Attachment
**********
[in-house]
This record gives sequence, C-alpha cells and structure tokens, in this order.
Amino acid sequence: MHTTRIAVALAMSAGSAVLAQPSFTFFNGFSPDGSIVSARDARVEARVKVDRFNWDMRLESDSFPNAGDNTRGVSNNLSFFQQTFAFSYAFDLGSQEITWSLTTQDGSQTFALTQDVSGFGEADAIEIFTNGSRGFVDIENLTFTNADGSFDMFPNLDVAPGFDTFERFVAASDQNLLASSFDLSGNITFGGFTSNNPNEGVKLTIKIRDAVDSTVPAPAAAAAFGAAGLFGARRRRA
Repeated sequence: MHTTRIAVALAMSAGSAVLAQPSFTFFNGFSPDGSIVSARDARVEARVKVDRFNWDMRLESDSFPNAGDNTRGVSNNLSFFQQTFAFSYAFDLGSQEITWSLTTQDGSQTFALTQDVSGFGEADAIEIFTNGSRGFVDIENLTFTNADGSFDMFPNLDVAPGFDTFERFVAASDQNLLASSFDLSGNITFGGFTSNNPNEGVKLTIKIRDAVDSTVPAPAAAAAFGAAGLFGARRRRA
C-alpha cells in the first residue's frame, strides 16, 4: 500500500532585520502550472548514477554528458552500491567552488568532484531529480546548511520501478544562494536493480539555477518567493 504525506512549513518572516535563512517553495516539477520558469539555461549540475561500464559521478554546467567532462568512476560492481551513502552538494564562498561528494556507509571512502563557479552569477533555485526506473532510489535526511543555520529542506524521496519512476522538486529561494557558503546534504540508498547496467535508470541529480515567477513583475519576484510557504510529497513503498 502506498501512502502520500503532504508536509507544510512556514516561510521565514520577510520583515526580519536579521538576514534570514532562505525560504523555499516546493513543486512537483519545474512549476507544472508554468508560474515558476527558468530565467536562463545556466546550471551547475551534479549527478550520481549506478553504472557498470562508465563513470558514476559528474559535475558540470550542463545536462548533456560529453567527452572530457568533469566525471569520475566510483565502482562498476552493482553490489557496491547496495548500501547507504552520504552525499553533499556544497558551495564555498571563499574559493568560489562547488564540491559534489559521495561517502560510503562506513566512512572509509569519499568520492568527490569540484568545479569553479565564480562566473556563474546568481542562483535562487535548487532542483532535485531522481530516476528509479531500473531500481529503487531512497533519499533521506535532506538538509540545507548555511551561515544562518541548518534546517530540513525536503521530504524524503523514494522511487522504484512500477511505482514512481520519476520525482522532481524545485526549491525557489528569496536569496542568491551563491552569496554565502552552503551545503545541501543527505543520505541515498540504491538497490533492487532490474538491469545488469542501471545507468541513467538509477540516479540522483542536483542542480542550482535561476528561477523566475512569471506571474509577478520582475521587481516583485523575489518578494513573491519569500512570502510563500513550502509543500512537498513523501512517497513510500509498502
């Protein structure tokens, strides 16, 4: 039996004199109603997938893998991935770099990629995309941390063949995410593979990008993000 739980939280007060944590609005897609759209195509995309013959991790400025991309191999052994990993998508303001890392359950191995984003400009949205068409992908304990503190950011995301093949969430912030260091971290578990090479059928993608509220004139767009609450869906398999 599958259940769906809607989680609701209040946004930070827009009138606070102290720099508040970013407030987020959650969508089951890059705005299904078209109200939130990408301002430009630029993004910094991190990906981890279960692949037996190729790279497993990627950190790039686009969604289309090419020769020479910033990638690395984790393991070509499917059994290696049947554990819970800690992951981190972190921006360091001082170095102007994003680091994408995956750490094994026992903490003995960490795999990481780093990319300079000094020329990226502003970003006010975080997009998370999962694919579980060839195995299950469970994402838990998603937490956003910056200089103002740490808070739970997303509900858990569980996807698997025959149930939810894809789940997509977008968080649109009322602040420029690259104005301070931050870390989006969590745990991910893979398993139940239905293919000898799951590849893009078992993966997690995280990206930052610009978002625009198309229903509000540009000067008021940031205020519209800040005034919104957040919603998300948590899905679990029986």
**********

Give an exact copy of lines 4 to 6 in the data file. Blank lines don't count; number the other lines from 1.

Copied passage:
Repeated sequence: MHTTRIAVALAMSAGSAVLAQPSFTFFNGFSPDGSIVSARDARVEARVKVDRFNWDMRLESDSFPNAGDNTRGVSNNLSFFQQTFAFSYAFDLGSQEITWSLTTQDGSQTFALTQDVSGFGEADAIEIFTNGSRGFVDIENLTFTNADGSFDMFPNLDVAPGFDTFERFVAASDQNLLASSFDLSGNITFGGFTSNNPNEGVKLTIKIRDAVDSTVPAPAAAAAFGAAGLFGARRRRA
C-alpha cells in the first residue's frame, strides 16, 4: 500500500532585520502550472548514477554528458552500491567552488568532484531529480546548511520501478544562494536493480539555477518567493 504525506512549513518572516535563512517553495516539477520558469539555461549540475561500464559521478554546467567532462568512476560492481551513502552538494564562498561528494556507509571512502563557479552569477533555485526506473532510489535526511543555520529542506524521496519512476522538486529561494557558503546534504540508498547496467535508470541529480515567477513583475519576484510557504510529497513503498 502506498501512502502520500503532504508536509507544510512556514516561510521565514520577510520583515526580519536579521538576514534570514532562505525560504523555499516546493513543486512537483519545474512549476507544472508554468508560474515558476527558468530565467536562463545556466546550471551547475551534479549527478550520481549506478553504472557498470562508465563513470558514476559528474559535475558540470550542463545536462548533456560529453567527452572530457568533469566525471569520475566510483565502482562498476552493482553490489557496491547496495548500501547507504552520504552525499553533499556544497558551495564555498571563499574559493568560489562547488564540491559534489559521495561517502560510503562506513566512512572509509569519499568520492568527490569540484568545479569553479565564480562566473556563474546568481542562483535562487535548487532542483532535485531522481530516476528509479531500473531500481529503487531512497533519499533521506535532506538538509540545507548555511551561515544562518541548518534546517530540513525536503521530504524524503523514494522511487522504484512500477511505482514512481520519476520525482522532481524545485526549491525557489528569496536569496542568491551563491552569496554565502552552503551545503545541501543527505543520505541515498540504491538497490533492487532490474538491469545488469542501471545507468541513467538509477540516479540522483542536483542542480542550482535561476528561477523566475512569471506571474509577478520582475521587481516583485523575489518578494513573491519569500512570502510563500513550502509543500512537498513523501512517497513510500509498502
């Protein structure tokens, strides 16, 4: 039996004199109603997938893998991935770099990629995309941390063949995410593979990008993000 739980939280007060944590609005897609759209195509995309013959991790400025991309191999052994990993998508303001890392359950191995984003400009949205068409992908304990503190950011995301093949969430912030260091971290578990090479059928993608509220004139767009609450869906398999 599958259940769906809607989680609701209040946004930070827009009138606070102290720099508040970013407030987020959650969508089951890059705005299904078209109200939130990408301002430009630029993004910094991190990906981890279960692949037996190729790279497993990627950190790039686009969604289309090419020769020479910033990638690395984790393991070509499917059994290696049947554990819970800690992951981190972190921006360091001082170095102007994003680091994408995956750490094994026992903490003995960490795999990481780093990319300079000094020329990226502003970003006010975080997009998370999962694919579980060839195995299950469970994402838990998603937490956003910056200089103002740490808070739970997303509900858990569980996807698997025959149930939810894809789940997509977008968080649109009322602040420029690259104005301070931050870390989006969590745990991910893979398993139940239905293919000898799951590849893009078992993966997690995280990206930052610009978002625009198309229903509000540009000067008021940031205020519209800040005034919104957040919603998300948590899905679990029986």